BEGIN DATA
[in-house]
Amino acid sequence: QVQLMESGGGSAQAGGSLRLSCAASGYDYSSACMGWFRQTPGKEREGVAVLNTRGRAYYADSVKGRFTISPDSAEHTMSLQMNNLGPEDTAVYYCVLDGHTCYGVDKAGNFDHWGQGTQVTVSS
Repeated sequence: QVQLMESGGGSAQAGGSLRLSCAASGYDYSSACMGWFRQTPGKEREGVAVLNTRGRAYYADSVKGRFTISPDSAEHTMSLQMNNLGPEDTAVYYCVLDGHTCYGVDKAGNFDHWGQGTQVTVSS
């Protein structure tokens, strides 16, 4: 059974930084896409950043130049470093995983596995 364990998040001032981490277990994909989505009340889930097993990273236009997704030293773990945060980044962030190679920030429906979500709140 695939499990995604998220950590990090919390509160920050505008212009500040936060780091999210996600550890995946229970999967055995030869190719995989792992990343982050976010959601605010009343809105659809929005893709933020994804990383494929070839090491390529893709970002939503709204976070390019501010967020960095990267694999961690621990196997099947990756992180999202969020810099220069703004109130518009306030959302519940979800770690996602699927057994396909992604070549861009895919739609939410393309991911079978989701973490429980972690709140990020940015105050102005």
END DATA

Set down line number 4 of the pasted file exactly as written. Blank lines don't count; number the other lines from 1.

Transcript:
């Protein structure tokens, strides 16, 4: 059974930084896409950043130049470093995983596995 364990998040001032981490277990994909989505009340889930097993990273236009997704030293773990945060980044962030190679920030429906979500709140 695939499990995604998220950590990090919390509160920050505008212009500040936060780091999210996600550890995946229970999967055995030869190719995989792992990343982050976010959601605010009343809105659809929005893709933020994804990383494929070839090491390529893709970002939503709204976070390019501010967020960095990267694999961690621990196997099947990756992180999202969020810099220069703004109130518009306030959302519940979800770690996602699927057994396909992604070549861009895919739609939410393309991911079978989701973490429980972690709140990020940015105050102005």